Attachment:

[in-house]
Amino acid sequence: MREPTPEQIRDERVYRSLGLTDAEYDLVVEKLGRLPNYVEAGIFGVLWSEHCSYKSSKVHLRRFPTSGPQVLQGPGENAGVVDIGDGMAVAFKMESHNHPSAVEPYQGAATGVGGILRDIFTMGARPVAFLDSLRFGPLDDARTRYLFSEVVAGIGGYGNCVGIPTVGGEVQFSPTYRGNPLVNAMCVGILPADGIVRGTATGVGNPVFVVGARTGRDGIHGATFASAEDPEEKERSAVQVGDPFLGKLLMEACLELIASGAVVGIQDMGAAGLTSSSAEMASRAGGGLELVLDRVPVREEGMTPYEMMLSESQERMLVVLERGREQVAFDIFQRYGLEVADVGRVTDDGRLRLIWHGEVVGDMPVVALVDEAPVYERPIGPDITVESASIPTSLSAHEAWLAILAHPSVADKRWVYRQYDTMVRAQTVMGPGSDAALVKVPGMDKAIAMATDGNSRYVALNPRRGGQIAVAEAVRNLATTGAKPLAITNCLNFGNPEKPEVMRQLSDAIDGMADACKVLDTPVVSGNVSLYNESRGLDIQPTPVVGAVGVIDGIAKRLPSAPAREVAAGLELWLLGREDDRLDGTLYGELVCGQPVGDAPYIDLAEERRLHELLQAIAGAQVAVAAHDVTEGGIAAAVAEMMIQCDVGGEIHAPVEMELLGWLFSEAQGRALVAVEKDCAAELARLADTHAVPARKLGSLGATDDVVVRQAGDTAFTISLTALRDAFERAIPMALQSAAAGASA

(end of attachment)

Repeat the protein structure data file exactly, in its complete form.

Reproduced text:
[in-house]
Amino acid sequence: MREPTPEQIRDERVYRSLGLTDAEYDLVVEKLGRLPNYVEAGIFGVLWSEHCSYKSSKVHLRRFPTSGPQVLQGPGENAGVVDIGDGMAVAFKMESHNHPSAVEPYQGAATGVGGILRDIFTMGARPVAFLDSLRFGPLDDARTRYLFSEVVAGIGGYGNCVGIPTVGGEVQFSPTYRGNPLVNAMCVGILPADGIVRGTATGVGNPVFVVGARTGRDGIHGATFASAEDPEEKERSAVQVGDPFLGKLLMEACLELIASGAVVGIQDMGAAGLTSSSAEMASRAGGGLELVLDRVPVREEGMTPYEMMLSESQERMLVVLERGREQVAFDIFQRYGLEVADVGRVTDDGRLRLIWHGEVVGDMPVVALVDEAPVYERPIGPDITVESASIPTSLSAHEAWLAILAHPSVADKRWVYRQYDTMVRAQTVMGPGSDAALVKVPGMDKAIAMATDGNSRYVALNPRRGGQIAVAEAVRNLATTGAKPLAITNCLNFGNPEKPEVMRQLSDAIDGMADACKVLDTPVVSGNVSLYNESRGLDIQPTPVVGAVGVIDGIAKRLPSAPAREVAAGLELWLLGREDDRLDGTLYGELVCGQPVGDAPYIDLAEERRLHELLQAIAGAQVAVAAHDVTEGGIAAAVAEMMIQCDVGGEIHAPVEMELLGWLFSEAQGRALVAVEKDCAAELARLADTHAVPARKLGSLGATDDVVVRQAGDTAFTISLTALRDAFERAIPMALQSAAAGASA